coping with the cold header
Marcie Hopkins, University of Utah Health
Don’t Ignore That Pebble in Your Shoe
Senior Value Engineer Luca Boi considers the link between well-being and problem-solving by examining our impulse to “continuously cope” rather than “continuously improve.”

January 2022 my furnace started acting up, eventually leaving me for a period longer than a week without the warm home we take for granted.  

During this frustrating and cold time, I realized how my experience coping with culture and bad situations at work was applicable. The reality is that no amount of coping, no level of self-assurance that the temporary fix is good enough, will replace that there is a problem.  

In my case, it was a broken furnace. But it can also be a culture in a department that doesn’t foster communication and collaboration. It can be coming to work knowing that you will not have the tools and resources to do your work, but you are asked to do it anyways. Or it can be a pandemic that we thought would be over soon, and yet continues to shape our lives.  

There are four phases we undergo when coping with problems at work (or in my case, at home):  

  • Awareness – becoming aware of the problem. The furnace stopped working. I investigated a solution and tried to address the problem on my own. However, my problem requires collaborating (or trusting) experts to solve. In this case, I learn from the experts my problem isn’t easily solved.  
  • Mitigation – “quick fix” the problem (through Band-Aid solutions) so you can cope more easily. In this case, first there were the blankets. Then the portable heaters that were sufficient to warm up a room at the time (leaving the rest of the house cold).  
  • Rationalization – “It isn’t too bad.” I found a solution to the cold house (heating and blankets). I fell into the trap of thinking: “This isn’t too bad, sure it’s cold in the morning, but by 9 p.m. it’s comfortable enough.” 
  • Acceptance – adjust to the new normal. In my case I started accepting the fact that I would be cold, but since I had the portable heaters that was the best I had.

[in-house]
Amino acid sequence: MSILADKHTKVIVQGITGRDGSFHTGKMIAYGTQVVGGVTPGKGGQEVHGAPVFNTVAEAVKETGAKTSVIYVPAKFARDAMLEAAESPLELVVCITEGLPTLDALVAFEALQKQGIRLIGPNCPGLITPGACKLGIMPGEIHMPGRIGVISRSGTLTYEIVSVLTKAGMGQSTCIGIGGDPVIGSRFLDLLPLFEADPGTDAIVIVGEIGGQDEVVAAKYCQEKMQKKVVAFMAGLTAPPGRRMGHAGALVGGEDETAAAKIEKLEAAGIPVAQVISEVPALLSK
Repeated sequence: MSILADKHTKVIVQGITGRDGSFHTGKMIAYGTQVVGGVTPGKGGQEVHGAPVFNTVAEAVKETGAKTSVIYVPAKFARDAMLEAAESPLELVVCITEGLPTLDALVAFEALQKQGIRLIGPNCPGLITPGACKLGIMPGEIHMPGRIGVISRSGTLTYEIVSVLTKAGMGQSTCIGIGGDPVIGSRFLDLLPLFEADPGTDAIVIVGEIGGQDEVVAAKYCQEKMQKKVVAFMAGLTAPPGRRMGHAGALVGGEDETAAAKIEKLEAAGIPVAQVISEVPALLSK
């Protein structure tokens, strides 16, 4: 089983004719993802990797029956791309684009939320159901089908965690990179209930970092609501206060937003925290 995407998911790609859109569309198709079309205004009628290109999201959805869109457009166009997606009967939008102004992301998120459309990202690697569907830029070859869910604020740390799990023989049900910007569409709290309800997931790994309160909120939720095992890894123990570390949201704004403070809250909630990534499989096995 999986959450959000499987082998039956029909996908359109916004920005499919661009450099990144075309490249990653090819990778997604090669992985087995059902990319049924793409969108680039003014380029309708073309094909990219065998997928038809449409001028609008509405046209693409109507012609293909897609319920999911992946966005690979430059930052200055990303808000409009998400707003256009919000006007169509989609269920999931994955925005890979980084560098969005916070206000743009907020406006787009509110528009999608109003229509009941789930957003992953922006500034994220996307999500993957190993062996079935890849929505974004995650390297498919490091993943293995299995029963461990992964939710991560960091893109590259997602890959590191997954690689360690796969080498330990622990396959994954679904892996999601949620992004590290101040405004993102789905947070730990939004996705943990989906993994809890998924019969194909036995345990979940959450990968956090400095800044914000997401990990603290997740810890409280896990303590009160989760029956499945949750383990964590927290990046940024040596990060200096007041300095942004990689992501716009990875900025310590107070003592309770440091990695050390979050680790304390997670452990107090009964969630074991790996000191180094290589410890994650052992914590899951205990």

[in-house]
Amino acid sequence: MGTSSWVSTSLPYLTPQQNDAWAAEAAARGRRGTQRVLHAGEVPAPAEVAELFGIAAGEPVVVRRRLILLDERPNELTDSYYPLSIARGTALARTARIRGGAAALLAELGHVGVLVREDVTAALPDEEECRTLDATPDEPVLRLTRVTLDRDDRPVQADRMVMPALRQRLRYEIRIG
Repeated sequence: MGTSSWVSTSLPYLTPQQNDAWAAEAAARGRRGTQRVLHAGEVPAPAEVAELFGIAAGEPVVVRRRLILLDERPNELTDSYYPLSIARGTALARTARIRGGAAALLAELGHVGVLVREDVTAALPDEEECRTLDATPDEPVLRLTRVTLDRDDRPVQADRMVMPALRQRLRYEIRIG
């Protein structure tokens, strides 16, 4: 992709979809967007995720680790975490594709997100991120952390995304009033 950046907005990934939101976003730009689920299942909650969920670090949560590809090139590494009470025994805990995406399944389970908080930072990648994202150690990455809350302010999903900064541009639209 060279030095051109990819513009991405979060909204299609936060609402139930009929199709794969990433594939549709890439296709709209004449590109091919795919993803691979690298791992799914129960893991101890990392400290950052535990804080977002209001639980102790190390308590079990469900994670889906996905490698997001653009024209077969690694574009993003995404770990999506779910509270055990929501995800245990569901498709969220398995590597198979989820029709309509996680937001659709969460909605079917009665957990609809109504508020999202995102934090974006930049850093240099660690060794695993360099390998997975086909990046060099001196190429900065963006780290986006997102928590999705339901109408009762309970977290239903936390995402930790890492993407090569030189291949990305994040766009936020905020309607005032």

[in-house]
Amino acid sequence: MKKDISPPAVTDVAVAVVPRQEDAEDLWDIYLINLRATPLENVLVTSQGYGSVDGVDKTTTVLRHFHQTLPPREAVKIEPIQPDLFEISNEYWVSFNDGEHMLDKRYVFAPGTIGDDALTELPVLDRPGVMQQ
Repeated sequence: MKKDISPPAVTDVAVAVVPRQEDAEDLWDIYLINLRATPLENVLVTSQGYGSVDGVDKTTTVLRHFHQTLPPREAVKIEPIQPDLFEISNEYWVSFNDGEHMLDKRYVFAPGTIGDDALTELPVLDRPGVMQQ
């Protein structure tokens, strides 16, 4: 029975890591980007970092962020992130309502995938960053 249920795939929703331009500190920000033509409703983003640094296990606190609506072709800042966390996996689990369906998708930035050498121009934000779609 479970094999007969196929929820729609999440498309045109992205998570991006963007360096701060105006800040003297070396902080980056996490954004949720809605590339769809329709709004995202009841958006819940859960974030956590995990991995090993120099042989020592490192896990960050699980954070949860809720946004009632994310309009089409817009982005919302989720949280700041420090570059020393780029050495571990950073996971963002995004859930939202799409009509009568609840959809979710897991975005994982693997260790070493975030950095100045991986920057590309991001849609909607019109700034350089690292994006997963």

Sound familiar? We have all experienced discomfort and setbacks that we “make work.” It doesn't have to be a furnace – any pebble in your shoe will do. 

It’s time to stop coping and start improving 

My lesson here is simple: don't settle for the comfort of temporary, Band-Aid solutions. Use that discomfort and frustration as motivation to get to the root cause of your problem. As a problem-solving facilitator, I have witnessed the link between professional well-being and improvement countless times. 

Don’t ignore that pebble in your shoe. There are resources to make it better.  

The Link Between Well-being and Improvement 

Here are a few resources curated from the U of U Health community to try out on your own. 

  • Resilience Toolkit (U of U Health) - This growing list of evidence-based resources developed by our Resiliency Center experts includes step-by-step instructions for improving well-being. 

  • Quality Improvement & Patient Safety Toolkit (U of U Health, GME) - a collection of articles and PowerPoint presentations that provide new improvers (people interested in problem solving and process improvement) with an introduction to the problem-solving framework for addressing simple and complex problems. 


Luca Boi

Senior Value Engineer, University of Utah Health

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